Snow White and the Huntsman

A CGI confection spun around the bones of the well-known fairy tale.


What is Charlize Theron doing in this movie—such a fine actress, reduced to shopworn rants and glowers? Or the warmly charismatic Chris Hemsworth (fresh from The Avengers)? And how to explain the presence of Ian McShane, Bob Hoskins, Ray Winstone, and Nick Frost—all of them, it pains me to report, playing dwarves?

Snow White and the Huntsman is a CGI confection spun around the bones of the Grimm fairy tale. The picture has moments of familiar digital beauty, but many more passages of effects and conceptions borrowed directly from earlier films. An otherworldly white stag strongly recalls Harry Potter's guardian Patronus; the sight of a fellowship of humans and dwarves hiking along a rocky mountain ridge is one of several lifts from the Lord of the Rings films; and, going way back, there's a spooky figure erupting into a flock of black birds that seems derived from Madonna's old Frozen video. Not to mention echoes of Braveheart and various Joan of Arc films, as well as a truly lamentable incursion of neo-Disney bunnies and butterflies and adorable, big-eyed pixies.

What the movie lacks are any surprises: being an expensive inflation of one of the best-known of all kiddie tales, it's basically Much Ado About Snow White.

Kristen Stewart, so good in movies like Adventureland and The Yellow Handkerchief, has too much modern spunk to be entirely credible as the pure-hearted Princess Snow, although she gives it a game try. When Snow's mother dies, her father, the king, takes up with and marries the evil Ravenna (Theron), here an immortal harridan who feeds on the beauty of luckless younger women to maintain her own timeless allure. Informed by her trusty mirror (a sort of big gong, oddly) that Snow has displaced her as the fairest in the land, Ravenna dispatches her hissable brother Finn (Sam Spruell, in a prize-winningly silly platinum hairdo) to find a Huntsman (Hemsworth) to take Snow into the fantastical Dark Forest and kill her. The Huntsman falls in love with the winsome princess, as you'll recall, and he effects her escape from Finn and his pursuing soldiers. After a series of computer-assisted adventures (in one of which Snow faces down a rampaging troll with nothing more than simple sweetie-power), the fleeing duo falls in with seven dwarves (several sporting conical Kid 'n Play hair styles); eventually, with the help of Snow's still-infatuated childhood friend William (Sam Claflin), they all make their way back to Ravenna's castle for an inevitable girl-fight confrontation.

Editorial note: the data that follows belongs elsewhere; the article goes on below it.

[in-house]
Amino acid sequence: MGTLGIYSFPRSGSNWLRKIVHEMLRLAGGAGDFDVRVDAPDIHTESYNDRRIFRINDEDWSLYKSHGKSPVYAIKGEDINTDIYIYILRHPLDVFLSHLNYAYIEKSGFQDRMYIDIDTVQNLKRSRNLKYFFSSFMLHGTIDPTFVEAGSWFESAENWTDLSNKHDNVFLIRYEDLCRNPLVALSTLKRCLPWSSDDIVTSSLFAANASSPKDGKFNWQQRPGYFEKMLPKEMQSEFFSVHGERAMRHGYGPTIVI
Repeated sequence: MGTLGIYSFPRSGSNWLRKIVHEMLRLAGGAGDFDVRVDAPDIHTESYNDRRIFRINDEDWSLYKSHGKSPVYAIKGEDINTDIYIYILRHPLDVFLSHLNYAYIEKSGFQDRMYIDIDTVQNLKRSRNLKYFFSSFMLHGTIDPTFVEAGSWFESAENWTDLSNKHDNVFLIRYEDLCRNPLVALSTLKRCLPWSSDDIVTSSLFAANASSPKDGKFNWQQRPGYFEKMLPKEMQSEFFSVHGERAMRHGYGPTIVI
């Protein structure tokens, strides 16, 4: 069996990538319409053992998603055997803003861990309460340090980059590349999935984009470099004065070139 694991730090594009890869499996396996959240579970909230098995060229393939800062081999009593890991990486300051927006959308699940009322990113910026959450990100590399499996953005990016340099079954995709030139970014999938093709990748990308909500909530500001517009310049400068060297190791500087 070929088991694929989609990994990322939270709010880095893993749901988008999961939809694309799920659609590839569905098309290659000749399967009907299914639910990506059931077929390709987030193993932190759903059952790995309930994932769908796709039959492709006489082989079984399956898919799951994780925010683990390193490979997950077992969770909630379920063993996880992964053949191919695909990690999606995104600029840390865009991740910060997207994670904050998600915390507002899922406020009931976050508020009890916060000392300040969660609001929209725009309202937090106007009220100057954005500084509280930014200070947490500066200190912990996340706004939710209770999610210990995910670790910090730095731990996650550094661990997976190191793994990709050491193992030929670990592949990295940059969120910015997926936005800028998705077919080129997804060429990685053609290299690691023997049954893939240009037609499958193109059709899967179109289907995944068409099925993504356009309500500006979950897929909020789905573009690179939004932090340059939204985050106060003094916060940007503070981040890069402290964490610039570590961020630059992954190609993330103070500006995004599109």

First-time director Rupert Sanders ably whips up all the usual medieval muck and battle-axe clangor and skies full of sailing arrows, but we've seen all of this many, many times before. He also wages an uphill battle against some of the dialogue concocted by Evan Daugherty, John Lee Hancock, and Hossein Amini—lines like "She is life itself!" and "You let her slip through your tiny little fingers!" and (with a near-audible thud) "I should've never got involved."